Sunday, 2 April 2017

Information Report about Kumara

A post I never posted from 2012. Really weird, the things you dig up from the past. I just said that because this post relates to a vegetable that comes out of the ground.

It's some good writing, I gotta say. I bet in this case, I shouldn't forget where my sense of writing came from, y'know, I shouldn't forget my roots.

Oh, boy, those two puns weren't plant.

Okay, here's the piece...


A kumara is a vegetable. The english translation is sweet potato and a kumara is healthy. There is no healthier vegetable than it. A kumara is in a plant family called “Convolvulaceae”.

Kumara comes in different shapes and colours

They have smooth, unbroken skin, that could be used in varieties or salads. There are different types of kumara like black kumara, yellow kumara, orange kumara, and golden kumara. There is also another one called “Taputini” kumara, which grows on the ground and looks alot like a carrot. A taputini kumara is also the same size of a carrot.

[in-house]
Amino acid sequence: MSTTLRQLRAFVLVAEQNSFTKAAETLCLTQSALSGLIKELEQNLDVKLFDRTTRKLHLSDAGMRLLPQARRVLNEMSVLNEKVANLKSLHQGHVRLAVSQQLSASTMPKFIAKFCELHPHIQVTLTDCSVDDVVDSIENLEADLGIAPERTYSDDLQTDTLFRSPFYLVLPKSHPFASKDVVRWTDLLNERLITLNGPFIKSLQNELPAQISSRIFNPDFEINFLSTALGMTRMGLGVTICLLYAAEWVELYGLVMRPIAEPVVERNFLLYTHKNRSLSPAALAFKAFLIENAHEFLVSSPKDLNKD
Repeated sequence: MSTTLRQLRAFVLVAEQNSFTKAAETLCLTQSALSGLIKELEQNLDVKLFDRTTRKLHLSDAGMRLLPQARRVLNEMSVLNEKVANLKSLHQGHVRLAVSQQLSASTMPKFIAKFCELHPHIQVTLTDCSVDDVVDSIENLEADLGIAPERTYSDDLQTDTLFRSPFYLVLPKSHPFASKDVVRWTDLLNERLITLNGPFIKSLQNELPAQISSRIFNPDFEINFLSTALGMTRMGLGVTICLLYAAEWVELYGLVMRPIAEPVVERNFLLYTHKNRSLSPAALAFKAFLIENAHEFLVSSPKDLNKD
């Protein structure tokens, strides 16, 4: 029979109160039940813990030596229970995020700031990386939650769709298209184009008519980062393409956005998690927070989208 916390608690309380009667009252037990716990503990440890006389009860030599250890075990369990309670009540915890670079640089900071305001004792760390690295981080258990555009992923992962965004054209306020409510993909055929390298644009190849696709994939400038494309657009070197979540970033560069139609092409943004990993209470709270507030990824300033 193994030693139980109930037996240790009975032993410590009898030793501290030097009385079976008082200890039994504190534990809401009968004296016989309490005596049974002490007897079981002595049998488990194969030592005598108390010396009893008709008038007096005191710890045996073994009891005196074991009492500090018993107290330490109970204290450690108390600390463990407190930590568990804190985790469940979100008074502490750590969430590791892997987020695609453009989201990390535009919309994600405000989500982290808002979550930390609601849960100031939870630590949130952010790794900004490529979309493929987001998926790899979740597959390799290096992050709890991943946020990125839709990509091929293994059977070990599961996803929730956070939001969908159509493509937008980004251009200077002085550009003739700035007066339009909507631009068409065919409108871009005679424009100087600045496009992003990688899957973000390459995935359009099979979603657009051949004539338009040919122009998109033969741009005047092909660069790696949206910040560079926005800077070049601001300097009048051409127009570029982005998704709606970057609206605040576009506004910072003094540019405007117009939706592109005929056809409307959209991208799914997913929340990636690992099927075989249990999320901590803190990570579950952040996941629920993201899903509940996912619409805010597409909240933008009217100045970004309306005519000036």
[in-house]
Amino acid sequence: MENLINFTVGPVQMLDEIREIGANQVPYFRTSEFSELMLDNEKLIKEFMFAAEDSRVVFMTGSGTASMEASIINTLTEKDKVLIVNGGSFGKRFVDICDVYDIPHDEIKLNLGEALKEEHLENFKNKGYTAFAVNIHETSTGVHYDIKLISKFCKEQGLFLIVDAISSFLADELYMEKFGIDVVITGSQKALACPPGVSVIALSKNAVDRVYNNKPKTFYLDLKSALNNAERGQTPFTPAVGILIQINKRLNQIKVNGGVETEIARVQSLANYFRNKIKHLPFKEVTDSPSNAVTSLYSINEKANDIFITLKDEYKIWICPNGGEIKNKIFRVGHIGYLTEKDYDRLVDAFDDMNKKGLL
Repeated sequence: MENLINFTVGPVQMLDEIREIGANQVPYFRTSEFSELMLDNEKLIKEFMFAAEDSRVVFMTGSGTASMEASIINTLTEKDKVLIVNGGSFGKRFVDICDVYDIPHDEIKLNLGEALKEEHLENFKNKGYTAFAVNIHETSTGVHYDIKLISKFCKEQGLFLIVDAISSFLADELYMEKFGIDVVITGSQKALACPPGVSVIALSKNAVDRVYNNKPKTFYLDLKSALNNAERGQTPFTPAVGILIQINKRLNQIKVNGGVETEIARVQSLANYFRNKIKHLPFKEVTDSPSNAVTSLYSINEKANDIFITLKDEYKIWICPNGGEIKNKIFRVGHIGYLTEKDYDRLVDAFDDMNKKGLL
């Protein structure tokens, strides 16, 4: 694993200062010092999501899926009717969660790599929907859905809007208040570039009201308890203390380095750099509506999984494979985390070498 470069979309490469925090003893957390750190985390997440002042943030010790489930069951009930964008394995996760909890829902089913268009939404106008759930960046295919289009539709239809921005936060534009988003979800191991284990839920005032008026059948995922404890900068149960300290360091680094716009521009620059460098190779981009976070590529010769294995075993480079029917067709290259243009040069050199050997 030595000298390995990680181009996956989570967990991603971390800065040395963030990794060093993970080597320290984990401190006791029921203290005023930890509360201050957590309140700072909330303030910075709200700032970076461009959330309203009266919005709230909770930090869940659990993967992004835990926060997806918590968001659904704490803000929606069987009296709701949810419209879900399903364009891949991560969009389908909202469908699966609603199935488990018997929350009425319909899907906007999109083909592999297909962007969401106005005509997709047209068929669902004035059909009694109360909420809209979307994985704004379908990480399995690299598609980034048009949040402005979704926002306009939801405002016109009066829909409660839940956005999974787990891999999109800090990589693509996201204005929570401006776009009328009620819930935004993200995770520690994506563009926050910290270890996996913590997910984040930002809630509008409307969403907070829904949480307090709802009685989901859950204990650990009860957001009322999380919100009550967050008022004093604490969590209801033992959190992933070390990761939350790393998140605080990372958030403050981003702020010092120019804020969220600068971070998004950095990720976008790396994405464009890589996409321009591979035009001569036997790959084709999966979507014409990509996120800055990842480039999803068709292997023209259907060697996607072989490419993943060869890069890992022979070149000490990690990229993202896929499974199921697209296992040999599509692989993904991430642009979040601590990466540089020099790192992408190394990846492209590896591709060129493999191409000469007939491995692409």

Kumaras Habitat

Do you know where kumaras live? Kumaras were originated from the pacific islands. They grow almost everywhere in New Zealand. The kumara was found in the Bay of Islands in the 13th Century.

Facts about Kumara

Kumara has been in New Zealand for many centuries. Captain James Cook found Kumara growing in the Bay of Islands in 1769. Maoris use kumara for tradition. The best months for growing is during July, August, and September, and then months for harvesting is October, November, and December. For better growing, the kumara must be facing North. Kumara has Vitamin C and Vitamin E.

Growing Kumara

In the olden days, people used many tools to make a kumara grow faster. They even used something called “Lava Rocks”. The they would harvest in 105-120 days time. Then they plant it facing north. When they have planted the crops, they do a karakia for the main crop. Now in these days, people grow them by planting them on the ground and put lava rocks on top on it. It grows in the same time it’s given. Some farmers grow kumara.

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